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Mark 4:39  (King James Version)
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<< Mark 4:38   Mark 4:40 >>


Mark 4:39-41

Jesus' awestruck disciples receive newfound understanding of the power and glory of their Lord and Master. His power definitely impresses them, but His faithfulness, peace, and the rest of the fruit of the Spirit (Galatians 5:22-23) are what truly awed them. This miracle brings them in reverence, wonder, and godly fear before Him. Christ shows that the power of the earthly elements is dwarfed by the mighty word of the Lord, and it stirs them deeply.

This reveals what the full measure of God's Spirit can accomplish through a faithful human being. Jesus explains to His disciples in Mark 11:23-24:

For assuredly, I say to you, whoever says to this mountain, "Be removed and be cast into the sea," and does not doubt in his heart, but believes that those things he says will be done, he will have whatever he says. Therefore I say to you, whatever things you ask when you pray, believe that you receive them, and you will have them.

We should understand that this promise stands firm for us too, if we ask according to the will of God (I John 5:14-15).

Martin G. Collins
The Miracles of Jesus Christ: Stilling a Storm



Mark 4:39-41

Jesus says in John 3:8, "The wind blows where it wishes, and you hear the sound of it, but cannot tell where it comes from and where it goes. So is everyone who is born of the Spirit." This verse brings out that man has no power over the wind. He cannot command the wind when, where, or how hard to blow; man has no control over it. But God does, and He uses it as it pleases Him. Notice the vivid contrast between impotent man and omnipotent God!

It is as if the wind and waves hear the voice of their Creator and immediately obey His sovereignty over them. At a word from Him, the fig tree perishes; at His touch or word, disease instantly flees. When He dies for us, it happens only because He gives men power to take His life, and as our Sovereign, He submits to our shameful treatment of Him.

John W. Ritenbaugh
The Sovereignty of God: Part Four



Mark 4:35-41

Two miracles of Jesus Christ recorded in Scripture tell of Him calming storms on the Sea of Galilee. The first miracle of this type appears in Matthew 8:23-27; Mark 4:35-41; and Luke 8:22-25. For Jesus, this is a day of both significant teaching, including the seven parables of Matthew 13, and considerable testing. He is sought by concerned friends, His mother, and half-brothers, and is accused of being demon-possessed by some who think that He is not in His right mind.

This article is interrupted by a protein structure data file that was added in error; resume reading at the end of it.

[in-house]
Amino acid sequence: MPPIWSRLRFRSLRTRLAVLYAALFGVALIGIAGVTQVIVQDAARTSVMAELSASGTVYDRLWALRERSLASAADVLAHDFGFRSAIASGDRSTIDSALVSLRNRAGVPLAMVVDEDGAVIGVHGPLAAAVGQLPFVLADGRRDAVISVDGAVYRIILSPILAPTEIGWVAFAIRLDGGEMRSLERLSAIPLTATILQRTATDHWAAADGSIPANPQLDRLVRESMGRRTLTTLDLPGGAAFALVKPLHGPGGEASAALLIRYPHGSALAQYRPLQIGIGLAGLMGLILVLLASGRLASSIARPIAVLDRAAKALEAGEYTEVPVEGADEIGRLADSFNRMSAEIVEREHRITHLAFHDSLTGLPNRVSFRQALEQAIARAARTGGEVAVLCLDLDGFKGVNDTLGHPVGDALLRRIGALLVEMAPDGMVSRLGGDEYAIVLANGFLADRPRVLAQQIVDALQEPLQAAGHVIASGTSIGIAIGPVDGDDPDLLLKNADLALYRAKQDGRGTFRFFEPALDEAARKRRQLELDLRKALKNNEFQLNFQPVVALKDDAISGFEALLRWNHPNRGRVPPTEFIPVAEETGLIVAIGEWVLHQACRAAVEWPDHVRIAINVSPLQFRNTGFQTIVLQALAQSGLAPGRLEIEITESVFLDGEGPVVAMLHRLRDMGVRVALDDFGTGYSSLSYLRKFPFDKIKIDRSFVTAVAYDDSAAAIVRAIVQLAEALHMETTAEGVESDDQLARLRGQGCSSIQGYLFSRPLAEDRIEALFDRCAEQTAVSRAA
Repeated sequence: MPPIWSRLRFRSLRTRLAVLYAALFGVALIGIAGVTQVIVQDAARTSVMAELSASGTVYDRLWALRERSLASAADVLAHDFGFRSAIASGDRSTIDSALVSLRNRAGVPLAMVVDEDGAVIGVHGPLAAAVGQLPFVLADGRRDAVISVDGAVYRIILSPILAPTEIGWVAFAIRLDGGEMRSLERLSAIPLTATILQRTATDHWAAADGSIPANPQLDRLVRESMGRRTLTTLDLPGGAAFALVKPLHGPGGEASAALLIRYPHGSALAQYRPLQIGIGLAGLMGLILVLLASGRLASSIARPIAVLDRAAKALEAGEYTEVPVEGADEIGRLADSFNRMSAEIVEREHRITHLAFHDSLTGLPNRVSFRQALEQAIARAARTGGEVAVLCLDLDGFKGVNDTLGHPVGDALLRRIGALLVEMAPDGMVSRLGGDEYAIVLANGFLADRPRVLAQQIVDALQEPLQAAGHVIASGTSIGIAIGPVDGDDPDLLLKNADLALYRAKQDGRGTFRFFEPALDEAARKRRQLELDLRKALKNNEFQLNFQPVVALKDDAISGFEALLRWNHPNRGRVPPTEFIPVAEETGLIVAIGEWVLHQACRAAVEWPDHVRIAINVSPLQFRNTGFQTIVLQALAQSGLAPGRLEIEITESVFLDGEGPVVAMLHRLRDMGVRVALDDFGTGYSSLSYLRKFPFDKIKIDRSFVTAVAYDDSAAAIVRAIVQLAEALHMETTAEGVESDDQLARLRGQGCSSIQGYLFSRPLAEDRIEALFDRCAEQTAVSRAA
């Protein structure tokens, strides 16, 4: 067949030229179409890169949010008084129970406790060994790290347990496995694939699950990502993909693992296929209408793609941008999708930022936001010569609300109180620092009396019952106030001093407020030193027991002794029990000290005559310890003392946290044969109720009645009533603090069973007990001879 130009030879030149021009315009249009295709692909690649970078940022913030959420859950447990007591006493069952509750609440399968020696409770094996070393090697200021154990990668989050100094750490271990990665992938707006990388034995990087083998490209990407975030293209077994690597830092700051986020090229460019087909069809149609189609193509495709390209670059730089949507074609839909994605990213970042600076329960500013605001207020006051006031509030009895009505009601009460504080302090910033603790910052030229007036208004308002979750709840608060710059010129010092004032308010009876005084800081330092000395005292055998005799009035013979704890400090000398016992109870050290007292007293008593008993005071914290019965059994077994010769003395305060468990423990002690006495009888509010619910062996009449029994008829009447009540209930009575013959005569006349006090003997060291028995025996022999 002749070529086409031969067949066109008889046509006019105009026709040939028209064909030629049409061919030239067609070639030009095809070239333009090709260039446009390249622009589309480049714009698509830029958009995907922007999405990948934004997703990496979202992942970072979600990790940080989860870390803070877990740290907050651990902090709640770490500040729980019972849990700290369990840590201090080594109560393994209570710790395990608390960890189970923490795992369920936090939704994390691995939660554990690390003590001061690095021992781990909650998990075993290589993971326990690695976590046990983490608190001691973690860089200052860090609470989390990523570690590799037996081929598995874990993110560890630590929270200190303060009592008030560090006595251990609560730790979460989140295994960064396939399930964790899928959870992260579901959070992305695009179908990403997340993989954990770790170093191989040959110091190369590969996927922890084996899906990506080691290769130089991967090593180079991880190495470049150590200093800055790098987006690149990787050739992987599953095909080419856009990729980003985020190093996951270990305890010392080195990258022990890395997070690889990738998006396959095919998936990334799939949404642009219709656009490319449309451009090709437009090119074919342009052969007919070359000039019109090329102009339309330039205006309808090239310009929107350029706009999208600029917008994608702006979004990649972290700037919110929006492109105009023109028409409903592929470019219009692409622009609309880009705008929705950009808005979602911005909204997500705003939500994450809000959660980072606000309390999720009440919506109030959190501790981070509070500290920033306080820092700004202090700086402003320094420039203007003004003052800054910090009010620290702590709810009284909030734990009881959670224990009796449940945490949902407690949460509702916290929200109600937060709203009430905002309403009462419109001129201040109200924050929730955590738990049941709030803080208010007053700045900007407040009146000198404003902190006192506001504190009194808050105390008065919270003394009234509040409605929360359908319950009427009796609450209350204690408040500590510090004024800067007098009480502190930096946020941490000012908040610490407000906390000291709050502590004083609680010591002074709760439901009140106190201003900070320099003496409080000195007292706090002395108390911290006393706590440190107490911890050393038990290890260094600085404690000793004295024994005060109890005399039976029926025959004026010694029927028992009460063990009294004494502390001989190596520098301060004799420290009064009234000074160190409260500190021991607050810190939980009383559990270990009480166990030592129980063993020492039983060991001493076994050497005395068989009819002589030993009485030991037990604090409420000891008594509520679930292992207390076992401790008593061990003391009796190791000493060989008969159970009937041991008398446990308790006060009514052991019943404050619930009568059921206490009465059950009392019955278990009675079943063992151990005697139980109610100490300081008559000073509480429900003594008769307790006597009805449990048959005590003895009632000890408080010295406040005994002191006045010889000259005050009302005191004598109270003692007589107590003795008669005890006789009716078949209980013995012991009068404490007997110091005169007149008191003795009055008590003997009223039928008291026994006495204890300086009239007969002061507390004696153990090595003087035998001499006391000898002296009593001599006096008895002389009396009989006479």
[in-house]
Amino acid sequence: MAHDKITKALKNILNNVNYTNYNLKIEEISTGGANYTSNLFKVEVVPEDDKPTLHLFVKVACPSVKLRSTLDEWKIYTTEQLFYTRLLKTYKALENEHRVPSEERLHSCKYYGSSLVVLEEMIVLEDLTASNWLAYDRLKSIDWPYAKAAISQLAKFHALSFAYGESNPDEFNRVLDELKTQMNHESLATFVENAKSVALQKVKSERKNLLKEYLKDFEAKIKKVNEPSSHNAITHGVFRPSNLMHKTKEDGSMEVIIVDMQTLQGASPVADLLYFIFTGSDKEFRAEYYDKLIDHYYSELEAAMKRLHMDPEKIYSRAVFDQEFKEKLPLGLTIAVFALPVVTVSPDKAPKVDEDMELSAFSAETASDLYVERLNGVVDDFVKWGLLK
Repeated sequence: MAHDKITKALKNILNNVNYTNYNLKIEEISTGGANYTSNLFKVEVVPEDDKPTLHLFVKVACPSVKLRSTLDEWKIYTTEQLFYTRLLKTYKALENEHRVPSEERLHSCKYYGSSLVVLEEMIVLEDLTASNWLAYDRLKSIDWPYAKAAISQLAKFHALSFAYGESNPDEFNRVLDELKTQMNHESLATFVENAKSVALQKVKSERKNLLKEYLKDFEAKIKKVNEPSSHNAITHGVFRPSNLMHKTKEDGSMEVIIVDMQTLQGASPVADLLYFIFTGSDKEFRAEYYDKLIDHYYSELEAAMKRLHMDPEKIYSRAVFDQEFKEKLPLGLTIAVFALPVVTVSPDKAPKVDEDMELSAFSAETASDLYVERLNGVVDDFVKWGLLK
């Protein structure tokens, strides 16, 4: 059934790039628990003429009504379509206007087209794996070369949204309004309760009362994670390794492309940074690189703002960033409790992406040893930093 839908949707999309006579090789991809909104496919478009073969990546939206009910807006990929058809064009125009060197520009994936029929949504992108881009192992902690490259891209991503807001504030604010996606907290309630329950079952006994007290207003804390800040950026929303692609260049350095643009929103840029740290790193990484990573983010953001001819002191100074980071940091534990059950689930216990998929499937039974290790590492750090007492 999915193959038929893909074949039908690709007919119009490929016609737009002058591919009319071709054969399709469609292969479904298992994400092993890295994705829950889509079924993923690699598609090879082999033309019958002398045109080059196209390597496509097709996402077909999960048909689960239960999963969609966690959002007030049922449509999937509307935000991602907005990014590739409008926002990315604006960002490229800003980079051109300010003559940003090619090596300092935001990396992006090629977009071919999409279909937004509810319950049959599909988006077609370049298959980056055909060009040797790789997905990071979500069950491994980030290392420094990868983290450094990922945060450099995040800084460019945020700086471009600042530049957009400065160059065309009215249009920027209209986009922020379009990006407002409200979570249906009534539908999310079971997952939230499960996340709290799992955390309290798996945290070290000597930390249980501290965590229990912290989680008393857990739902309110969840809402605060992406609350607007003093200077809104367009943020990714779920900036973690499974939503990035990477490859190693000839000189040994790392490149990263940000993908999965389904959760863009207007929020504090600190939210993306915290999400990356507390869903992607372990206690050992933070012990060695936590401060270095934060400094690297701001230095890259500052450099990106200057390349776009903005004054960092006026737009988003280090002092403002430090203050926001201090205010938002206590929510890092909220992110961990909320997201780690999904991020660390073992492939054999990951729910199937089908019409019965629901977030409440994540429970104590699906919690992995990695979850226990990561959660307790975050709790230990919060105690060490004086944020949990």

These things, along with performing this miracle, leave Jesus physically and mentally tired. Mark indicates that He shows signs of fatigue from incessant interruptions and distractions by the people pursuing Him. Yet, He unselfishly gives Himself to serve others. Because of the large crowds still gathering around Him, He tells His disciples to take Him in their small boat to the quieter region of Perea across the Sea of Galilee.

Once on board, Jesus falls asleep on a pillow, an item normally found among the sparse furnishings of that type of boat. A storm rises suddenly, terrifying the disciples. Mark describes the waves beating into the boat and filling it. Luke expresses the disciples' urgency by repeating the Greek word epistates, which means "Master, Master!" or "Rabbi, Rabbi!" However, because of His complete trust in His Almighty Father's care and protection, and His knowledge that He had God-given power over the winds and the sea, Jesus remains peacefully asleep.

Martin G. Collins
The Miracles of Jesus Christ: Stilling a Storm



Mark 4:37-41

The disciples feared exceedingly! They were learning that God is not a man, and the proper level of respect was beginning to be nurtured in them. We never become so familiar with God that we lose the edge of proper apprehension mixed with reverential awe and respect.

John W. Ritenbaugh
Sin, Christians, and the Fear of God



Mark 4:39

As the Son of God and with only the power of His word, Christ speaks, and the wind ceases. After the fierce storm relents, a great calm descends. This miracle over the environment contrasts the disharmony, disorder, and confusion of nature against the power, order, and peace of the Creator (Psalm 89:9).

Christ treats this storm and the sea as if they were antagonistic and rebelling forces under a dominating, unrestrained power, but His word is sufficient to calm them, just as it commands demons to leave those who are possessed. Conflicts and rebellions have their source in Satan, the author of confusion in both the physical and spiritual worlds. Physical evils in nature and among mankind are among Satan's works that Jesus came to overcome and destroy.

When Jesus speaks to calm the storm, Mark indicates that He addresses more than a meteorological force but a being behind it. When He commands the sea, "Peace, be still!" the Greek phrase means "be muzzled or gagged," as though the storm were a maniac that had to be bound and restrained.

The waves of the world still rage against Christ's disciples, yet they will never be overwhelmed because Christ is in them (Psalm 46:1-3; 93:3-4).

Martin G. Collins
The Miracles of Jesus Christ: Stilling a Storm




Other Forerunner Commentary entries containing Mark 4:39:

Matthew 8:23-27
Mark 1:25-28
Mark :
Luke :
Luke :

 

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